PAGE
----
One of the mysteries of life that I find most fascinating is the existence of Paradoxes.

If you have already read my posts about it, you will know how observing the Paradox helped me in my journey to healing. For me, understanding it is about accepting that I can not understand it, and be ok with it. It’s about surrendering to the higher powers of the universe and about having faith.

In the past five years, I have been practising martial arts as a hobby. First I started with Karate, then Kung Fu. Being slightly immersed in the Chinese art of battle was more about getting to know myself rather than learning to be aggressive with others. I found it magical to understand myself as a form of energy connected with nature and how I could be in control of that energy called Chi.

So I would like to share a snippet of The Samurai Paradox of Death and a quote from Mark Twain, which I love and I think complements divinely with my previous posts. Hope you enjoy it as much as I do.

The Samurai Paradox of Death

“The Samurai embraced the soldiers-paradox: If you fear death, you will die. They were brave, as all warriors must be. The basic neurological fact that fear causes your brain to shut down your ability to do parasympathetic tasks (like complex sword fighting techniques, or snatching) was intuitively understood by ancient Samurai. However, they weren’t just interested in surviving. Bravery and Courage are not the same thing. To be brave is to do something despite the fact that you are frightened. To show courage is to do something that scares you precisely because you know you must – because it is the right thing to do. So, courage is a kind of bravery, but not always the other way around. What makes the Samurai a particularly unique brand of warrior was their sense of total righteousness and how that impacted their sense of courage. The soldiers-paradox, when correctly understood and applied, will keep you alive (or will – at least – make that more likely).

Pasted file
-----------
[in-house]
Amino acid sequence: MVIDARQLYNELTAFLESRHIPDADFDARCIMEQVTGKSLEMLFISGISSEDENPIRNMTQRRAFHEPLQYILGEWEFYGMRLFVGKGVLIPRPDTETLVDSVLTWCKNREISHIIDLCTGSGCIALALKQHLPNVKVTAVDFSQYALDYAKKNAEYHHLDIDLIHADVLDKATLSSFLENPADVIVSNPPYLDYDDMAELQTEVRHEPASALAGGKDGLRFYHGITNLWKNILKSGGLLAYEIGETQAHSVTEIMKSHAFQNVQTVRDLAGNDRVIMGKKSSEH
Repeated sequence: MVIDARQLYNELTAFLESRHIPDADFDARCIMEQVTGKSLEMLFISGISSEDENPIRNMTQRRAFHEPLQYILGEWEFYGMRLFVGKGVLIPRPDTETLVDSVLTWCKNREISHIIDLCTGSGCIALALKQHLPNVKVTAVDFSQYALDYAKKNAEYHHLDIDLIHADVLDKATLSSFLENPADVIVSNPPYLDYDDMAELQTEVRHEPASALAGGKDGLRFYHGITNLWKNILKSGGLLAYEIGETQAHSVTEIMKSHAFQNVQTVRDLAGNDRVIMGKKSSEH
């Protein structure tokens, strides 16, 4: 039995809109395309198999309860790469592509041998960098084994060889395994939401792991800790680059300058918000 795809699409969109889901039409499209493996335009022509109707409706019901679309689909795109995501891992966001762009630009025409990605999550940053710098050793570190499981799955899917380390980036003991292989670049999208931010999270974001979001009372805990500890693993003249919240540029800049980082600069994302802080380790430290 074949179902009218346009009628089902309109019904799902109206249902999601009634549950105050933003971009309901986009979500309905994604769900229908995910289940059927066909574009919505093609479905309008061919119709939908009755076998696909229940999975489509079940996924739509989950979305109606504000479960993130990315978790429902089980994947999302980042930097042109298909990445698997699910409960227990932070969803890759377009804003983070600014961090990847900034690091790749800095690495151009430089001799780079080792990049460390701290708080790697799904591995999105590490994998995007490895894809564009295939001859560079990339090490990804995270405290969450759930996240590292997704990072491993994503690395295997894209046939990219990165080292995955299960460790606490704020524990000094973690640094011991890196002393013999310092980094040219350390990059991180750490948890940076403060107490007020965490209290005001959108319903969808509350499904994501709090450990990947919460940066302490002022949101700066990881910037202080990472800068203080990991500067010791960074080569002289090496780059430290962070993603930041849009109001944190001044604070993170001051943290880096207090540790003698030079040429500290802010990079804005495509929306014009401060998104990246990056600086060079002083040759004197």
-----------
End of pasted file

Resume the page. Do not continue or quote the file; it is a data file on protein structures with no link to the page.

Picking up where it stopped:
The samurai were said to possess a resolute self-belief, so much so that they believed they could accomplish anything. Certainly, when confronting a battle scenario and the prospect of death, self- belief would be paramount. In the 19th and 20th centuries, the spirit of ‘shinnen’ helped repair a post-war Japan and turn it into the world’s second largest economy today. We must also possess self-belief, particularly when confronting the obstacles (and sometimes discouraging statistics) that are part of startup life. In Japanese, the 2nd code of Bushido is “Yuuki” which translate as Courage – the quality of a confident character not to be afraid or intimidated easily but without being incautious or inconsiderate. It is the ability to do things which one finds frightening.”

“Courage is not the absence of fear. It is acting in spite of it.” ~ Mark Twain